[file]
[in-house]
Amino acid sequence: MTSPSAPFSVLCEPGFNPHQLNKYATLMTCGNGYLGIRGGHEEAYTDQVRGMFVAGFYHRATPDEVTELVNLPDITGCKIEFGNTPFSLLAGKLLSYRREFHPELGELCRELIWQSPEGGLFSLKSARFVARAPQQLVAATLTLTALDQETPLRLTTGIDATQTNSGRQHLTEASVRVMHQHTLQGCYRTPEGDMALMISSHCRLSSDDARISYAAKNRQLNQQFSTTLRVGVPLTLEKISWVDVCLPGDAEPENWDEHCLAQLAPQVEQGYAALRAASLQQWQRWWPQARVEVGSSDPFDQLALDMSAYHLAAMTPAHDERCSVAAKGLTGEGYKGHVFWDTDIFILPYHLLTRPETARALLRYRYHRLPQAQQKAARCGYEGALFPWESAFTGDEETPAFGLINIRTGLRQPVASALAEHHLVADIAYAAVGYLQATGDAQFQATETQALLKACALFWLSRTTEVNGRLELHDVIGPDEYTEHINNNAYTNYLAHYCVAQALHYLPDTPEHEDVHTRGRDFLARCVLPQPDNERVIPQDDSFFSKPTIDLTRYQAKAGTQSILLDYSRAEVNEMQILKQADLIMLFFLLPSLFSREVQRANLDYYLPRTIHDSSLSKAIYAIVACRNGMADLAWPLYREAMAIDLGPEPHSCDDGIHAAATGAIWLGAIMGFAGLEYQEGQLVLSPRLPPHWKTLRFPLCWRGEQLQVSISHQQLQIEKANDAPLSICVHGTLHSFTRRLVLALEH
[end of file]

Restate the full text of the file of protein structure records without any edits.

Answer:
[in-house]
Amino acid sequence: MTSPSAPFSVLCEPGFNPHQLNKYATLMTCGNGYLGIRGGHEEAYTDQVRGMFVAGFYHRATPDEVTELVNLPDITGCKIEFGNTPFSLLAGKLLSYRREFHPELGELCRELIWQSPEGGLFSLKSARFVARAPQQLVAATLTLTALDQETPLRLTTGIDATQTNSGRQHLTEASVRVMHQHTLQGCYRTPEGDMALMISSHCRLSSDDARISYAAKNRQLNQQFSTTLRVGVPLTLEKISWVDVCLPGDAEPENWDEHCLAQLAPQVEQGYAALRAASLQQWQRWWPQARVEVGSSDPFDQLALDMSAYHLAAMTPAHDERCSVAAKGLTGEGYKGHVFWDTDIFILPYHLLTRPETARALLRYRYHRLPQAQQKAARCGYEGALFPWESAFTGDEETPAFGLINIRTGLRQPVASALAEHHLVADIAYAAVGYLQATGDAQFQATETQALLKACALFWLSRTTEVNGRLELHDVIGPDEYTEHINNNAYTNYLAHYCVAQALHYLPDTPEHEDVHTRGRDFLARCVLPQPDNERVIPQDDSFFSKPTIDLTRYQAKAGTQSILLDYSRAEVNEMQILKQADLIMLFFLLPSLFSREVQRANLDYYLPRTIHDSSLSKAIYAIVACRNGMADLAWPLYREAMAIDLGPEPHSCDDGIHAAATGAIWLGAIMGFAGLEYQEGQLVLSPRLPPHWKTLRFPLCWRGEQLQVSISHQQLQIEKANDAPLSICVHGTLHSFTRRLVLALEH